> From: Keith Moore <moore(_at_)cs(_dot_)utk(_dot_)edu>
> NATs do harm in several different ways
It's not just NAT's that are a problem on the fronts you mention, though:
> they block traffic in arbitrary directions
My ISP blocks incoming SMTP and HTTP connections. Has nothing to do with
> these days they often destroy transparency.
Some ISP's trap outgoing HTTP requests and silently divert them to caches.
Again, it's not just NAT that's doing this.
> NATs started with a simple design, pretended it would work well
> without doing the analysis,
Actually, I think the people who started NAT's (mostly Paul T) understood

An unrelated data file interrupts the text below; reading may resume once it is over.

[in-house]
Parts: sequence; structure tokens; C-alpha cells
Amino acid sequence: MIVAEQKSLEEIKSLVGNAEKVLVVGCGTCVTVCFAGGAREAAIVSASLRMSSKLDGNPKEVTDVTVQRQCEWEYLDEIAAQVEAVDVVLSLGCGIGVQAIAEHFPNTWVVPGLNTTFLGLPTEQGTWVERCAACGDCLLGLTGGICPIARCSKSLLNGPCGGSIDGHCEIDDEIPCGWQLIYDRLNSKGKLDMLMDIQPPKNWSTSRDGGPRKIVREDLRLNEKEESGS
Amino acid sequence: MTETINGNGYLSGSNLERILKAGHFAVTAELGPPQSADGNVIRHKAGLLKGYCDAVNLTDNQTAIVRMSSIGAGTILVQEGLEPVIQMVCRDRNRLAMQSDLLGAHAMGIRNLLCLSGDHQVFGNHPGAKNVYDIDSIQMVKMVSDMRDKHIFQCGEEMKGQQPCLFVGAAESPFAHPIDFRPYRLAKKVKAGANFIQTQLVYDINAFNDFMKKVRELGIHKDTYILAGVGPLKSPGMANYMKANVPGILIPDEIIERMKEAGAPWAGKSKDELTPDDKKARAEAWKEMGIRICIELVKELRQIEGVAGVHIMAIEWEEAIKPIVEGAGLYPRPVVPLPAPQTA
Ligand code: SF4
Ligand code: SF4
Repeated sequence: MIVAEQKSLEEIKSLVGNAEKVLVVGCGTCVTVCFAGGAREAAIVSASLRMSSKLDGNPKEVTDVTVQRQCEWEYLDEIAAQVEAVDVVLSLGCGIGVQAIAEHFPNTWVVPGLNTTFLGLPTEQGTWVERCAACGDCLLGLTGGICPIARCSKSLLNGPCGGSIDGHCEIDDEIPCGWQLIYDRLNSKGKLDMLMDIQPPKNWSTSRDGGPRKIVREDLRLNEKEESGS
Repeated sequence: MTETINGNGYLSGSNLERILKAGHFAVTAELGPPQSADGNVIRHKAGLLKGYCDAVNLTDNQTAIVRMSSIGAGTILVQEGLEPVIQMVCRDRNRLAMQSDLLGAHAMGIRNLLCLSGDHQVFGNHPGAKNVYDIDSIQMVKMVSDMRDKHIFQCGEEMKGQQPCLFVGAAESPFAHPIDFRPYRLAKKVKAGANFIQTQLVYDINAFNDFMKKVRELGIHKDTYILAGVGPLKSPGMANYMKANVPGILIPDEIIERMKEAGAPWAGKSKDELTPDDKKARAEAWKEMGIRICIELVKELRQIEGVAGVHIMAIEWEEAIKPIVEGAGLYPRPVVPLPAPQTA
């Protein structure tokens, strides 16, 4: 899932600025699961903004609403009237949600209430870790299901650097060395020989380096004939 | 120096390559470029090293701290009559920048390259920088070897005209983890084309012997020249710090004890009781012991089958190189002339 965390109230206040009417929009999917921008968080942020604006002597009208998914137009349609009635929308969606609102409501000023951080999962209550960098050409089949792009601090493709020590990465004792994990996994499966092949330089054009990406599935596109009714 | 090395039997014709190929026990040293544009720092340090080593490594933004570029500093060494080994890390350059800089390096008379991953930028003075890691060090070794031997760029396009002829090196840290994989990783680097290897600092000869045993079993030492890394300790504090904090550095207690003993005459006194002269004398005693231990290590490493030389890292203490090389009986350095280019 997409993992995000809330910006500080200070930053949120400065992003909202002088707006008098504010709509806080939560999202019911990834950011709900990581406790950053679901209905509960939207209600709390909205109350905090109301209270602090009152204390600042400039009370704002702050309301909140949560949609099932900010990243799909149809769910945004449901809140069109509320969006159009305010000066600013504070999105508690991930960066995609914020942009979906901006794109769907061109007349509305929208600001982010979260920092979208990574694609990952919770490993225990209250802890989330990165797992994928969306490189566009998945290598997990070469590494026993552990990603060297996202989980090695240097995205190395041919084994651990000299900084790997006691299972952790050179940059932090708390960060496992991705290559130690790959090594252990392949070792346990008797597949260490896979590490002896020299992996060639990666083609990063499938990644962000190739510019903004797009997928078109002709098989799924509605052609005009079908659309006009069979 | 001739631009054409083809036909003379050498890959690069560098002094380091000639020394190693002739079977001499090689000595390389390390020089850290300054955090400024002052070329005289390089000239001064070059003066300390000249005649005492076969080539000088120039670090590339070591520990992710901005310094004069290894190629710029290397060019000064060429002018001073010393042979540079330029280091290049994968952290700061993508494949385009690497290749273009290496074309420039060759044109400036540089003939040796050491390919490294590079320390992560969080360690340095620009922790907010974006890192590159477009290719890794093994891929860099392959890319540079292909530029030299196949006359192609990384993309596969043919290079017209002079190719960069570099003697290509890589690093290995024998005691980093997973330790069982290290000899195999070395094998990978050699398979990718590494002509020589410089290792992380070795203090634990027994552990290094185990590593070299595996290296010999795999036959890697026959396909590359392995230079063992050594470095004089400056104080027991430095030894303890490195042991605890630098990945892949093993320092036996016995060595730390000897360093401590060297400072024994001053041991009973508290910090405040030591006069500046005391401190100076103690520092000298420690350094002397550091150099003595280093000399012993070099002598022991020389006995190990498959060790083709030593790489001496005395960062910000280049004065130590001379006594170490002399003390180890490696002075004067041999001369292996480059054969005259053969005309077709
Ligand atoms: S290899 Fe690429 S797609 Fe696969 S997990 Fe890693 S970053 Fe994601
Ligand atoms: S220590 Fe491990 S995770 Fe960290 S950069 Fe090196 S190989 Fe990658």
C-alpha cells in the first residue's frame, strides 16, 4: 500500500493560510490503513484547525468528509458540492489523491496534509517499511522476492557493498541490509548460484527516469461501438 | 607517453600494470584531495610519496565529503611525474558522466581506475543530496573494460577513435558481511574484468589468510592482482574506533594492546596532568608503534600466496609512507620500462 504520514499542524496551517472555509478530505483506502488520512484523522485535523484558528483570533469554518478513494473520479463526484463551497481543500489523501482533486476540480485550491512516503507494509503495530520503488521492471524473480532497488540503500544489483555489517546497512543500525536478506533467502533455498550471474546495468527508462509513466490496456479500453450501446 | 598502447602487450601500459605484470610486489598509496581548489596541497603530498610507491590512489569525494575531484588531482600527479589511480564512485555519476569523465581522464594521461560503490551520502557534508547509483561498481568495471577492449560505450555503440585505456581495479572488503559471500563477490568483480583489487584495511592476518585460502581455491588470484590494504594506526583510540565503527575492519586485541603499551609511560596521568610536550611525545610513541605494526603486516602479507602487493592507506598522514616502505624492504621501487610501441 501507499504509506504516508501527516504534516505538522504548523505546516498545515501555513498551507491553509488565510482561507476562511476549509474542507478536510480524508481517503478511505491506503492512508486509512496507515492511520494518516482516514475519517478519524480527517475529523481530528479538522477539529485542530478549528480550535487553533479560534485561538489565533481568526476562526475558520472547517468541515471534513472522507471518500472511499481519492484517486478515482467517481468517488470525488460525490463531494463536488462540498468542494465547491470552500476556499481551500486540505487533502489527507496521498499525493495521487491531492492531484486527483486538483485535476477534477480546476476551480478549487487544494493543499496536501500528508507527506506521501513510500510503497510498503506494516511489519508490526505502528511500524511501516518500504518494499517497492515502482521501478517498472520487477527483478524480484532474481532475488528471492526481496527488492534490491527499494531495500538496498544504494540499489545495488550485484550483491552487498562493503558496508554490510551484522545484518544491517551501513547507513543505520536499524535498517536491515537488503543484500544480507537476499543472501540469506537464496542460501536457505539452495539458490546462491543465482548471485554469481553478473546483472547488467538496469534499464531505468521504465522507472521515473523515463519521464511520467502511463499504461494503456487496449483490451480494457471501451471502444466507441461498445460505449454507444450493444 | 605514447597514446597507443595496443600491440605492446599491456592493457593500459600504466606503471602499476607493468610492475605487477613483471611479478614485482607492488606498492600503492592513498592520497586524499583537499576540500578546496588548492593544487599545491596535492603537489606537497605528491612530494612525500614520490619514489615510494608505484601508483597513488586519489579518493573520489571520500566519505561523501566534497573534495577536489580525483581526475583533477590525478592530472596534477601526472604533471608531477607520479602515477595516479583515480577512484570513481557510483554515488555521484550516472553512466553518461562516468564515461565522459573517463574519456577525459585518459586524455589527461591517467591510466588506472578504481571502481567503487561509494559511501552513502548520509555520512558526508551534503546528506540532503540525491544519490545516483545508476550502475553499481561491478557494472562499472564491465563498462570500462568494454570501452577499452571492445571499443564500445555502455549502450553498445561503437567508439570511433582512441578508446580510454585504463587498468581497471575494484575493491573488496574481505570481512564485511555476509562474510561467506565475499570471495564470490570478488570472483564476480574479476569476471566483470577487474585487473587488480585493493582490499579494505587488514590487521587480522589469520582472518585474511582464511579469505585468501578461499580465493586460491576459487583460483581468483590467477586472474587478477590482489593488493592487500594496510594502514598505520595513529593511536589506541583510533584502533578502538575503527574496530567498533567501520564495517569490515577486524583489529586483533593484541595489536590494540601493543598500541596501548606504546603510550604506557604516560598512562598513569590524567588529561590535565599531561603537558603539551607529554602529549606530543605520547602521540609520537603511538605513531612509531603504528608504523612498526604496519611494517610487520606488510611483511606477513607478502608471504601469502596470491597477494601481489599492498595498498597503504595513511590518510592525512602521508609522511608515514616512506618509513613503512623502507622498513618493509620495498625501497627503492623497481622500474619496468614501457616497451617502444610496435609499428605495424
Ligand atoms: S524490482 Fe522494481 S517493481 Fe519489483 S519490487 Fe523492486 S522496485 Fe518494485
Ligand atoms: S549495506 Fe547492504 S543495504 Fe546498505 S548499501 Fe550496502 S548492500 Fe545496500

quite well what the problem were going to be. It's just that NAT was such
a simpler/cheaper solution in the short term that it was too attractive.
Realistically, the last chance to avoid NAT was when variable-length
addresses were removed from IP somewhere in the TCP 2.5 -> TCP 3.0 -> TCP
3.1 transition (I don't know exactly which stage it was). In other words, a
*loooonnnnggg* time ago. We've just been along for the ride ever since.
Ietf mailing list